Sunday, August 12, 2001
Lightning Financial connects entrepreneurs to lender
Startup helps bright ideas get on track
By Jenny Callison
A new venture can't make it past the planning stage without financing, but many entrepreneurs find it hard to qualify for a bank loan to convert plans into action.
That's where Connie B. Doherty comes in. In May, Ms. Doherty left a career in e-business development to start Lightning Financial Services, an entrepreneur-friendly firm that offers nontraditional financing options. As she nurtures her company, Ms. Doherty is informing business folks throughout the Tristate about the alternatives to conventional sources of money.
A lot of small to midsize business owners don't know there's anywhere else to go besides the bank, she said. My job is to educate people about other options.
As a certified business finance consultant, Ms. Doherty acts as a loan broker, matching businesses with just the right lender. She has access to more than 500 lenders that belong to a national network.
Connie Doherty, who started Lightning Financial Services, has a network of more than 500 lenders.|
(Michael Snyder photo)
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Our lenders are flexible, aggressive and competitive, often funding loans banks cannot approve, she said.
Said John Melvin, director of the Small Business Development Center for the Clermont County Chamber of Commerce: What alternative brokers like Connie can provide is actual sources where people can go for money.
These people may have a lack of collateral or lack of equity. They may even have credit problems. They can't meet the requirements for a traditional loan but have something that nontraditional lenders can use to provide them with funding to get them through a storm or over a hurdle.
Ms. Doherty and Mr. Melvin point out alternative loan brokers aren't in competition with traditional lenders.
WAYS TO CAPITALIZE
Currently, Lightning Financial Services works with a variety of business owners, located in the Tristate and beyond. A few financing options: |
Commercial real estate loans: Connie B. Doherty said that the lenders
she represents will consider making loans for both owner-occupied and non-owner-occupied buildings.
A lot of banks are backing away from loans on non-owner-occupied real estate, she said.
Asset-based business loans.
Accounts-receivable financing: This is the fastest way to inject cash into your business, Ms. Doherty said. This financing option allows the business to streamline its collection process, and it also reduces overall debt, creating a stronger cash position.
Equipment leasing: By leasing rather than buying new equipment, a business owner retains greater borrowing power for growth and expansion. It's especially helpful for acquiring high-tech, soon-obsolete equipment.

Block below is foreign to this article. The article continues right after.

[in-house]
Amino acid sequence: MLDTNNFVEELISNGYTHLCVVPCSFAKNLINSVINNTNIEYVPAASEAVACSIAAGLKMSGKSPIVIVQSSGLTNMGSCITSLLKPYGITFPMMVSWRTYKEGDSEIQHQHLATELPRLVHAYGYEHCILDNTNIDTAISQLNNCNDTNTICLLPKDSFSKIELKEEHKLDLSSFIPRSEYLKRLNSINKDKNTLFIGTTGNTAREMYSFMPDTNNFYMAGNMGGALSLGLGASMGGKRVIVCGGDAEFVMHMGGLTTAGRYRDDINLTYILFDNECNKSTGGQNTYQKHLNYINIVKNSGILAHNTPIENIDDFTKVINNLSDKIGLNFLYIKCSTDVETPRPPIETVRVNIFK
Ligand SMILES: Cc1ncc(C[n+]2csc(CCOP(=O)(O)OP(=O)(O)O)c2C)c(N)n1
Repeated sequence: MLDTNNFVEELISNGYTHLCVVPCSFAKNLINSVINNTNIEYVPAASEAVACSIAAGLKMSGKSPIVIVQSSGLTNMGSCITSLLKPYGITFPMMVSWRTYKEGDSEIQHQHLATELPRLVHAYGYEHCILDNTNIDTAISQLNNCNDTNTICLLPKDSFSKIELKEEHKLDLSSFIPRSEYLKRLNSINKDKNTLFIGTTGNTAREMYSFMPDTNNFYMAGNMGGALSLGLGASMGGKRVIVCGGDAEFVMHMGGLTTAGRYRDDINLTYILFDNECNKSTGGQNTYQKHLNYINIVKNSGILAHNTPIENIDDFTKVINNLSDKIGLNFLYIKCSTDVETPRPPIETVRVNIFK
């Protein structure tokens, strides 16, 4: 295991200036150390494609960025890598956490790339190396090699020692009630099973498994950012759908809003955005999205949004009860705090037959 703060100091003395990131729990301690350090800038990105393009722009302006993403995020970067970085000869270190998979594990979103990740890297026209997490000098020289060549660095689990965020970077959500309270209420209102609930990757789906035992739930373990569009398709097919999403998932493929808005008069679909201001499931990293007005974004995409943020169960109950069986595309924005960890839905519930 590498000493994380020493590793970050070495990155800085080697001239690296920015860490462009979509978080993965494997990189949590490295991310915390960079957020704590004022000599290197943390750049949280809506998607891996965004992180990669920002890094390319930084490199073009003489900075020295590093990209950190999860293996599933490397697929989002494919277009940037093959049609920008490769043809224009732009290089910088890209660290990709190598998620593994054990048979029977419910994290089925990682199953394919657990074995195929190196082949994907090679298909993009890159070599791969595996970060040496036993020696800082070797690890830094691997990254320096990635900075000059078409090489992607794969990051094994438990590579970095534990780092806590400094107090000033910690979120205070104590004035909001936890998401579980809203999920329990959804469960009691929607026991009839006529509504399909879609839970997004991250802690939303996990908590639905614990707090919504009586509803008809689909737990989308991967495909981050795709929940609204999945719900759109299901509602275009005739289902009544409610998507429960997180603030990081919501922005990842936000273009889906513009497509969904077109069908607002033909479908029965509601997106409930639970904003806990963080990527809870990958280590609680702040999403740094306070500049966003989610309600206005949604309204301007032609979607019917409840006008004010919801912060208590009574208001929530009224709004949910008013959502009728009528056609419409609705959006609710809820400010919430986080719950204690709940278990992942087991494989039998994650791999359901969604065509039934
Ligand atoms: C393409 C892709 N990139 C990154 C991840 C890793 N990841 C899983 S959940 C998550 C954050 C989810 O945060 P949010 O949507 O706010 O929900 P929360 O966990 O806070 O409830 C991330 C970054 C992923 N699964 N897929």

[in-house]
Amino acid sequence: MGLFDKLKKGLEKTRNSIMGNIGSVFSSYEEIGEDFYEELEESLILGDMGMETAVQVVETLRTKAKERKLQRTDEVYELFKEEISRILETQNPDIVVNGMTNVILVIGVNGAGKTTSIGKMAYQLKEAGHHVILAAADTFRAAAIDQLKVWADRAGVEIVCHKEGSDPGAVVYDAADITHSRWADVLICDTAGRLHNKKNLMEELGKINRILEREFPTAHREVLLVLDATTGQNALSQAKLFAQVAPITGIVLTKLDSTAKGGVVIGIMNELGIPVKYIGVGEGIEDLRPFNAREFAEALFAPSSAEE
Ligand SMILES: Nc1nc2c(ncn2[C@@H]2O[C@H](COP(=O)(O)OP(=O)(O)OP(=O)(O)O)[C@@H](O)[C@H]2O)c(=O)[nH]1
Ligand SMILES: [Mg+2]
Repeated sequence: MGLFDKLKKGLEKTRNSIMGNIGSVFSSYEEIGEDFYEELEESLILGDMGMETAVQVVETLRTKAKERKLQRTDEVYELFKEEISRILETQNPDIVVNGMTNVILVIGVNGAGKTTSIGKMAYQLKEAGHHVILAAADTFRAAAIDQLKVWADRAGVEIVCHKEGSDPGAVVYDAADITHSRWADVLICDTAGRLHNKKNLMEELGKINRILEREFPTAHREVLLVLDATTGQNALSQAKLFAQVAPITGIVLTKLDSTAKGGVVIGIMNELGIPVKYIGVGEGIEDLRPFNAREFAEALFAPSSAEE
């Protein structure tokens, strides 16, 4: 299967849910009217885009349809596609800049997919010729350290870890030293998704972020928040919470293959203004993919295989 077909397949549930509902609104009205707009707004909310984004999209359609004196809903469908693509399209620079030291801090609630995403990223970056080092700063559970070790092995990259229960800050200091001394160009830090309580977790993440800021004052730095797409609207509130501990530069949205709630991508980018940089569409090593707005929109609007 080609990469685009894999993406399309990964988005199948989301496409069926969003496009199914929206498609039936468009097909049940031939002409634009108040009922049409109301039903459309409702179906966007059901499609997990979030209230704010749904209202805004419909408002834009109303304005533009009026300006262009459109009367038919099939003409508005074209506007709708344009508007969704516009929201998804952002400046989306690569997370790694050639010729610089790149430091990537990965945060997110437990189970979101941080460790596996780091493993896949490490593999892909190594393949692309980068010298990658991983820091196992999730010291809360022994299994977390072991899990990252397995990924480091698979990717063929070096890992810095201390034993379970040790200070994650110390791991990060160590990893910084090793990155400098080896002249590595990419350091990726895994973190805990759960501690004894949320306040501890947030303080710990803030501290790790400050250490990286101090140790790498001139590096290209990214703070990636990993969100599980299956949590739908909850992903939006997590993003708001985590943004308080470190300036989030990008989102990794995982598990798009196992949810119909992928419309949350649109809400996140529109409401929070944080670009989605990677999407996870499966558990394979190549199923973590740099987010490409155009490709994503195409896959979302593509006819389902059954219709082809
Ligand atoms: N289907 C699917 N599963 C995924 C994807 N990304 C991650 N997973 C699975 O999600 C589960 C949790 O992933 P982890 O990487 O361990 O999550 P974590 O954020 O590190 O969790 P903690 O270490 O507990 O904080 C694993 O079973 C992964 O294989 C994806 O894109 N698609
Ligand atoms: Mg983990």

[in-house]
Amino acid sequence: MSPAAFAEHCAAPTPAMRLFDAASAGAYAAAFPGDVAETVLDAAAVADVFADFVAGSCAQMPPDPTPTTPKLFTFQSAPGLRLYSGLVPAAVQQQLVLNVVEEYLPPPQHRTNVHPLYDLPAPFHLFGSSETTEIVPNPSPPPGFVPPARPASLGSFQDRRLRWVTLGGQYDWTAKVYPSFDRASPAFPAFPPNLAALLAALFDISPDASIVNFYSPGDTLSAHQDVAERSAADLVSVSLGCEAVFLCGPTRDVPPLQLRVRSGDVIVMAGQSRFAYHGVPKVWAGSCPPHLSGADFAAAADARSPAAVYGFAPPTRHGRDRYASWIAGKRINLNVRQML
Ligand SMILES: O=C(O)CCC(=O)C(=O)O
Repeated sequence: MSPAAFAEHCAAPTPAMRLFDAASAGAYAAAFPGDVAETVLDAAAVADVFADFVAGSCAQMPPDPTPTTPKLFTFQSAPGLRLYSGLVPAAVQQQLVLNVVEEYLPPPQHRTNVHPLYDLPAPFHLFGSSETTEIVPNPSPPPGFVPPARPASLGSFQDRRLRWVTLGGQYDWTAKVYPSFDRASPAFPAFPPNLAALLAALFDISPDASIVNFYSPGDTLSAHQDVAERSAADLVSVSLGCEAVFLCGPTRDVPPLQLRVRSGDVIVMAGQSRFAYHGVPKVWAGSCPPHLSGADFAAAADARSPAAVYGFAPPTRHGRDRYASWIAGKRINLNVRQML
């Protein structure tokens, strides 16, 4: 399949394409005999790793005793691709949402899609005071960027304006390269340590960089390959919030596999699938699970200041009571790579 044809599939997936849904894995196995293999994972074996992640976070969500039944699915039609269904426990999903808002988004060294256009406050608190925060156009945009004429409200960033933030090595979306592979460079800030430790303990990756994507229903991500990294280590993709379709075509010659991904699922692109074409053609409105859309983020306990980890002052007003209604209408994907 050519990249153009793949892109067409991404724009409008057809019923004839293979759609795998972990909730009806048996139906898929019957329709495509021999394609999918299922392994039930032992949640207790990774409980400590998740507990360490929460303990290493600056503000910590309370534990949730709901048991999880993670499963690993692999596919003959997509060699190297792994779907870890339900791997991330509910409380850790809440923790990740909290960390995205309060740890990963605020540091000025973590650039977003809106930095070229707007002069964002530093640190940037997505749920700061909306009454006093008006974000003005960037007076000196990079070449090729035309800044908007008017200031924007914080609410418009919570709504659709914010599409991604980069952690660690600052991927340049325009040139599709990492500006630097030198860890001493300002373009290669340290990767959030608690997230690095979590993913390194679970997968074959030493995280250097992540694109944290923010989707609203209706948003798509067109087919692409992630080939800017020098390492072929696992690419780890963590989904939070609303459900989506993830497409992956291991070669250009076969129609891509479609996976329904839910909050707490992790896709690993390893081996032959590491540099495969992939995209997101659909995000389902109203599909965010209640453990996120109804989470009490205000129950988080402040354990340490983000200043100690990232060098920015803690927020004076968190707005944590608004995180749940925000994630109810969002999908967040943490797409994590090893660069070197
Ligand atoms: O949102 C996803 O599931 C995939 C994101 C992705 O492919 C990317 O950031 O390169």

Lightning Financial Services is at 891-6499 or firstname.lastname@example.org.
They complement each other, Mr. Melvin said. These nontraditional sources aren't new, but they're becoming more visible because traditional sources of financing, like banks, are tightening up their requirements. Connie and others like her are responding to the demand in the marketplace.
Although alternative lending organizations aren't new, brokers with a large portfolio of these options are an emerging breed. Ms. Doherty discovered this specialty only recently while she searched the Internet for opportunities in mortgage brokering.
She had flirted with the idea of becoming a mortgage broker or even a stockbroker after completing a master's of business administration in finance degree at Xavier University in 1986, but the time wasn't right. Instead, Ms. Doherty used those financial skills to advance in the health-care field, which she had entered in 1979 as an occupational therapist.
She spent 15 years at Bethesda Tri-Health, developing, then managing, programs before becoming the managed-care organization's chief operating officer in 1991.
After leaving Tri-Health in 1996, Ms. Doherty started an Internet program that provided consumers' health records to them. When her venture was acquired by an Internet health-care technology company in 1999, she stayed on to integrate her product into the new owner's portfolio but declined that company's invitation of a permanent job, which would have required a move to Portland, Ore.
I started to look for alternatives, but the health-care and tech markets were not too strong. I got nibbles but no offers, she said.
That's when Ms. Doherty decided to go solo, building on her MBA and her years of experience in health-care management. The idea of helping other entrepreneurs through identifying financing appealed to her. So she hooked up with the Los Angeles company, completed its training program to achieve her designation as a certified business finance consultant and found some shared office space in Montgomery.
The company I'm affiliated with in Los Angeles is a Dun & Bradstreet company, she said. Because of their lender relationships and because they have affiliates around the country, they can get loans at a wholesale rate.
That rate advantage, plus Ms. Doherty's financial expertise, makes her valuable to a business looking for cash. Not only can she offer advice on which lenders to approach, she can help an entrepreneur identify assets and package loan applications. And her services are free to loan-seekers.
I get my money from the lender, Ms. Doherty said. The lender saves money by not having to pay rent in lots of locations or not having to hire a sales force or advertise.
Said Mr. Melvin: Other people offer some of the same services Connie does, but she seems to have more arrows in her quiver.
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